One marketing strategy will assign a major role to price as a means of attracting customer
and sales
In other marketing mixes, price will play a much less role
Pricing Objectives
Pricing objectives shape pricing policies and procedures
A firm may have as its primary goal becoming the dominant supplier in the domestic
market
oIts marketing objective might then to achieve maximum sales penetration in all
sales regions
oAdopting low price policy
Many marketers rank two profitability-oriented objectives higher than meeting
competitive prices
oA specified rate of return on investment and specified total profit levels
Pricing objectives can be classified in four major groups
oProfitability objectives: include profit maximization and target return goals
oVolume objectives
oCompetition-meeting objectives
oPrestige objectives
Profitability Objectives
The traditional pricing objective has been to maximize profits
Profits = Total Revenues – Total Costs
Total Revenue = Price x Quantity Sold
Profit maximization is the point where the addition to total revenue is just balanced by
an increase in total cost
oThis approach is referred to as marginal analysis
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Description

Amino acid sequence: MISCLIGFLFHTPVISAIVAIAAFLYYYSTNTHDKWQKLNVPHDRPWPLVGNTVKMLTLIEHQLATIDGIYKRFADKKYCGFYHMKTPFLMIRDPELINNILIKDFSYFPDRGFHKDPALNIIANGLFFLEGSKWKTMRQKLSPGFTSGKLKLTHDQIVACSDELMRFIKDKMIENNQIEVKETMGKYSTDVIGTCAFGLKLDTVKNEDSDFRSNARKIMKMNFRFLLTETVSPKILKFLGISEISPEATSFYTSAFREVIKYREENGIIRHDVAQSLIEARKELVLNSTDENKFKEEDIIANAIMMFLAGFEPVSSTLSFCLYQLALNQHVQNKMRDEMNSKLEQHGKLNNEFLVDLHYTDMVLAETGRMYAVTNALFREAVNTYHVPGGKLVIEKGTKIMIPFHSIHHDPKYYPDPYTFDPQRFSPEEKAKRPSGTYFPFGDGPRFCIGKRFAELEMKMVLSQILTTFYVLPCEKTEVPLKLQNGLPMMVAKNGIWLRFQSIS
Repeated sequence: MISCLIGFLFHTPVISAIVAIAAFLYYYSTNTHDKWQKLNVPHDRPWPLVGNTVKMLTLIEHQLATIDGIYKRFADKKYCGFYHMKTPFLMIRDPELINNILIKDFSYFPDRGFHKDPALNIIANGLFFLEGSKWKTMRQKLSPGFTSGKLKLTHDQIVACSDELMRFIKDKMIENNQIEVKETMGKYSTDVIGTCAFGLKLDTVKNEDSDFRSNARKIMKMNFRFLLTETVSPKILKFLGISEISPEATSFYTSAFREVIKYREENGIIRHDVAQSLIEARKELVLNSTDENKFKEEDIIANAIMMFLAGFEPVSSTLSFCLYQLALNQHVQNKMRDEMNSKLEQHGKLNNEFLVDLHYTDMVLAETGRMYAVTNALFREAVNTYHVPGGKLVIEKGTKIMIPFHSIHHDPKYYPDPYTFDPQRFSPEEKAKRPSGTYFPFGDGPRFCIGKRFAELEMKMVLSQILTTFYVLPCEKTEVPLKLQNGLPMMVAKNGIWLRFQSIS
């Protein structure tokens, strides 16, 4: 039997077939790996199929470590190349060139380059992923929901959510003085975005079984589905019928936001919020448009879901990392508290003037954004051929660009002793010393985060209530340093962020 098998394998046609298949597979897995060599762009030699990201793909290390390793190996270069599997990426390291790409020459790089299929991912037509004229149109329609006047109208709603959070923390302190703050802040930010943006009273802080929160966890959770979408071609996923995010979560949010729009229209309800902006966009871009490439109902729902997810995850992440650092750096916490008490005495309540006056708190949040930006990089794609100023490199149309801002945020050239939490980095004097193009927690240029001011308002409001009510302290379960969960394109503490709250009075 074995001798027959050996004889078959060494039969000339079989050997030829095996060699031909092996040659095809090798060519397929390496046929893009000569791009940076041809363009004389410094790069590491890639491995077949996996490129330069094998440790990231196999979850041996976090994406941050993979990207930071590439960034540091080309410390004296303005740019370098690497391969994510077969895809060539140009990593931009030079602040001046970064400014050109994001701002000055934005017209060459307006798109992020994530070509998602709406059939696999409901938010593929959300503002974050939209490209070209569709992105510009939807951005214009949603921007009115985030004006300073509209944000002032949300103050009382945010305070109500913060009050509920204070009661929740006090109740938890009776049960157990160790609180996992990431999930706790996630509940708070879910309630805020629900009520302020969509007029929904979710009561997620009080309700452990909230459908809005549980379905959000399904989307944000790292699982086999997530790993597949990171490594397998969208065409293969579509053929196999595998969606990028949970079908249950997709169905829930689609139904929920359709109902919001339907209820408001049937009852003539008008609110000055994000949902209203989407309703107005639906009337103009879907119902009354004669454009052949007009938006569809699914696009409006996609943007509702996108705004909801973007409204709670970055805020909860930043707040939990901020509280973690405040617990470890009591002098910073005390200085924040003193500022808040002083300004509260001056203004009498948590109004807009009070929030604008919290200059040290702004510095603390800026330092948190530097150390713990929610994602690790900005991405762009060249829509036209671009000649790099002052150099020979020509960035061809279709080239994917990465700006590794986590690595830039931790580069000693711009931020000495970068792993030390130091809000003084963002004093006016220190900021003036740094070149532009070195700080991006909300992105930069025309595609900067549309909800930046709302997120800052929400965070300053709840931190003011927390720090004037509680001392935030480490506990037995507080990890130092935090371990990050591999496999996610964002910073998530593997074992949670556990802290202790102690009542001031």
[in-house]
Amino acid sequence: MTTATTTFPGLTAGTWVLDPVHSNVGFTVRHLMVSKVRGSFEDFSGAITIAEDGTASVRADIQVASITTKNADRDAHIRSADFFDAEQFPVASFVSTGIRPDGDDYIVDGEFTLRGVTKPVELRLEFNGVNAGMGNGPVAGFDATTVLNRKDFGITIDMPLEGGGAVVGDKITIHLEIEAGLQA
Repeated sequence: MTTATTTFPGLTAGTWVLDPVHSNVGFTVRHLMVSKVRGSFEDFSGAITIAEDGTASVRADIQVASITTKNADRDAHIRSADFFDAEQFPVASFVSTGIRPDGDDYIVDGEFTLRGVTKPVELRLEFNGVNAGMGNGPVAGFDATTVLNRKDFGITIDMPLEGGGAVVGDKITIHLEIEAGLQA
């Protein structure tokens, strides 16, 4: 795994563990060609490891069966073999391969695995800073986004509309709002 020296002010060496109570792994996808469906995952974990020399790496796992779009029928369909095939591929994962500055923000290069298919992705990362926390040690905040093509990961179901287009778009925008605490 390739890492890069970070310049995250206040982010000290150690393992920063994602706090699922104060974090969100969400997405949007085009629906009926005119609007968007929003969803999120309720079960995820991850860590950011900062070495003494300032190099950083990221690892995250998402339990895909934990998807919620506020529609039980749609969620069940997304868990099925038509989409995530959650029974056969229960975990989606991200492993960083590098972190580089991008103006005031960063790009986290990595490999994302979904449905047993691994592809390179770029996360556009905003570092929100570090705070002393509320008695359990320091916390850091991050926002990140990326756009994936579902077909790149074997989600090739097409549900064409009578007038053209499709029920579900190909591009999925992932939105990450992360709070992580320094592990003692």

INTRODUCTION Many pricing issues that the manager must understand o Include the setting of pricing policies, strategic decisions as to the level at which price should be set, and the numerous day-to-day issues in pricing management MARKETING APPROACHES TO PRICING A marketing approach recognizes the numerous valuable concepts developed by economic theory A marketing approach to pricing adds the dimension of consumer analysis to the economic and cost analysis The market approach asks the question of how potential customers would respond to such a price A Pricing Decision Flow Chart A marketing approach to pricing begins and ends with the companys marketing strategy o It sets the general parameters for pricing decisions and becomes the reference point against which pricing effectiveness is measured Establish Pricing Objectives Objectives can relate to profits, volume, competition, or prestige Once pricing objectives have been established, economic and cost, and consumer analysis takes place Establish a Price Range The ceiling price comes from consumer analysis o It is the greatest amount that some segment of the market would be willing and able to pay for this product The floor price is a function of cost o Short run The firm cannot price below its variable cost of product without losing money on each sale o Long run There has to be some contribution to overhead Establish an Initial price Competitive analysis and legal and ethical analysis will almost always result in a price that is somewhere between the floor and the ceiling If fairly large range between the firms floor price and what customers will actually pay for the product, competitive action will usually force the firm to drop prices Legal or ethical considerations tend to result in an initial price that is below the ceiling price Establish a Final Price The final price for which a product is actually sold often will be somewhat different than the initial price www.notesolution.com